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he net displacement is zero, however I am told that there is still work performed.
for every step take take friction is always pushes you forward , so instantaneous displacement is in dir of instantaneous force.
so instantaneous work is +ve , so net work by friction on body is non-zero
 
  • #14
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Unfortunately you picked up a quite complex system, that of a man walking. This does not help your understanding.
Who told you that the work is not zero and in what context?

You can calculate work as force time overall displacement only if the force is constant. And constant means both in magnitude and direction. Otherwise you nedd to use the integral form.
If you apply a constant force to an object moving from A to B, and then at B you switch the direction of the force at B and apply the force from B to A, the force is not the same. You need to integrate (or here, just to split into two). And the work done by this (or these two) force(s) is not zero.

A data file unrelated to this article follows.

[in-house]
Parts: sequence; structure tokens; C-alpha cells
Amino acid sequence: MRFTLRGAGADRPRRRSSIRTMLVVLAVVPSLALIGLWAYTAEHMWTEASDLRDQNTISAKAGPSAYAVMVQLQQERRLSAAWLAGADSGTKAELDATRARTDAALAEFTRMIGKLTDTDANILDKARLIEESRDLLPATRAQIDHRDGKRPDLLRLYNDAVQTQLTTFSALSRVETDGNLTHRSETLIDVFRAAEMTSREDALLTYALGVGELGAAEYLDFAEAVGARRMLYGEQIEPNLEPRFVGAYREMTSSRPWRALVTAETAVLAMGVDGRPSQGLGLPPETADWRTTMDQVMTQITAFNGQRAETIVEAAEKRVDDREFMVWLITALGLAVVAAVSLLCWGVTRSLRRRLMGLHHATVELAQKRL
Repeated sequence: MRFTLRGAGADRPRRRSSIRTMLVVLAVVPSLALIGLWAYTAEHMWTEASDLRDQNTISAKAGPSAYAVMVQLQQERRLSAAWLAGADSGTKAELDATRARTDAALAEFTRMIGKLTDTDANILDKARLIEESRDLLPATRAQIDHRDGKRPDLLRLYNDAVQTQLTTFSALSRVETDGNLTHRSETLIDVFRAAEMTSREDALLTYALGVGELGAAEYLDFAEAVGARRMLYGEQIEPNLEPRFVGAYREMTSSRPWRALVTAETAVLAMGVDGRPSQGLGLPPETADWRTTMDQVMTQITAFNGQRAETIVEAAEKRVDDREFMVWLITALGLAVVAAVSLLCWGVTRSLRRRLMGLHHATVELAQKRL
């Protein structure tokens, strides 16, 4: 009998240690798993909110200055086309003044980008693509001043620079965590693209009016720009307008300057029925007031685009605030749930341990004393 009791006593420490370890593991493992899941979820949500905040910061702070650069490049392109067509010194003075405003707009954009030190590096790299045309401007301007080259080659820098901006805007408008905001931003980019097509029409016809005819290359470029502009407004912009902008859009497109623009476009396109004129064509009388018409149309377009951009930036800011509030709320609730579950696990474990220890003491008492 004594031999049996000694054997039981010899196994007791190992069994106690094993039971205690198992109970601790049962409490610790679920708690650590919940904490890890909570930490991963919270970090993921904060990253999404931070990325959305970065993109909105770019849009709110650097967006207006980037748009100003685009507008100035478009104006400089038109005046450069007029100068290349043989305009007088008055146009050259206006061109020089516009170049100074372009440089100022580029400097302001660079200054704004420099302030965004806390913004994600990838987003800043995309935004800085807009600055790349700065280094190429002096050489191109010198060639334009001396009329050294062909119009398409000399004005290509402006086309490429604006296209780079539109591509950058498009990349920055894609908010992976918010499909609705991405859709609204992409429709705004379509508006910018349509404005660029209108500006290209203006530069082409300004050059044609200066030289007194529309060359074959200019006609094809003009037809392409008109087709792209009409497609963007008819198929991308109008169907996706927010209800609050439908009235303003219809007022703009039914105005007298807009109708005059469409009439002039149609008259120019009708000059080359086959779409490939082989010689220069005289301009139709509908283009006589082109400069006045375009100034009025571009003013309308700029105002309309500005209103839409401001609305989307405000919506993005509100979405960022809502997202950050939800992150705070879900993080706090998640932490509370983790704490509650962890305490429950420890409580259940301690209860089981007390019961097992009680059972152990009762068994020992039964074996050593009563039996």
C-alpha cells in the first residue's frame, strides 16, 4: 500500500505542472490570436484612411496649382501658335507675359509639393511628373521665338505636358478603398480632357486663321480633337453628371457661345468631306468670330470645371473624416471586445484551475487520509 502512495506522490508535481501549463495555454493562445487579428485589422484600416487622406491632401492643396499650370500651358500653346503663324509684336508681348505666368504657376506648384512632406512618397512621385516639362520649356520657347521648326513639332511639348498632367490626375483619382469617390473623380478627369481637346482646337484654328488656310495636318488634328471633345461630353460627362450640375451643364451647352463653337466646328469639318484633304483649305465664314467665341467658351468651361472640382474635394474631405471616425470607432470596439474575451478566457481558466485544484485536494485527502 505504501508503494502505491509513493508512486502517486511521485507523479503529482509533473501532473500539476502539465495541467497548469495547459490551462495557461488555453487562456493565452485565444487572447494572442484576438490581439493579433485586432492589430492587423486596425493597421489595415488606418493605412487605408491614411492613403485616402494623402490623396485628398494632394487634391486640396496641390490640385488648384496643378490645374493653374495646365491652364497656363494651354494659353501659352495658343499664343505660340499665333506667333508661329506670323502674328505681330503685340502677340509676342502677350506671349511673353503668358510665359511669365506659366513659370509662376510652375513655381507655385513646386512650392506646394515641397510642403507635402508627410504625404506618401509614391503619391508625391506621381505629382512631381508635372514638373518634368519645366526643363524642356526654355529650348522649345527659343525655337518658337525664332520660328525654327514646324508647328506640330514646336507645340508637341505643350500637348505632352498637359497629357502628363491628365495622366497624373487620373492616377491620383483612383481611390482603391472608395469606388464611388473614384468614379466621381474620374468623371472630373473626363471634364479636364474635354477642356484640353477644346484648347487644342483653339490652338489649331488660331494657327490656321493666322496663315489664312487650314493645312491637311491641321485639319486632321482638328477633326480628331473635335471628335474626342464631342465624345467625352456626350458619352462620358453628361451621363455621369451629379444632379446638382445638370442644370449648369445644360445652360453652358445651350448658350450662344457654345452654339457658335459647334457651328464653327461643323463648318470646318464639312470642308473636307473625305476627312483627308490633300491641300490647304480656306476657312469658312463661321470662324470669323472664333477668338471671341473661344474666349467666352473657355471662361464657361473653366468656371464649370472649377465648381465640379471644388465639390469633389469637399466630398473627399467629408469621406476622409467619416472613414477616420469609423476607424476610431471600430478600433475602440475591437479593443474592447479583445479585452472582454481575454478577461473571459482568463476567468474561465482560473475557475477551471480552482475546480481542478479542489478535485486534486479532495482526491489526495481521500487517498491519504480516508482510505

If the direction of the force is not switched at B, then the work done by that force on the ABA path is indeed zero.
Context is important.

All this does not apply in a simple way to walking. Even if you stand still, your muscles do some work and you spend energy. It's better to start with simpler systems than a living being.
 
  • #15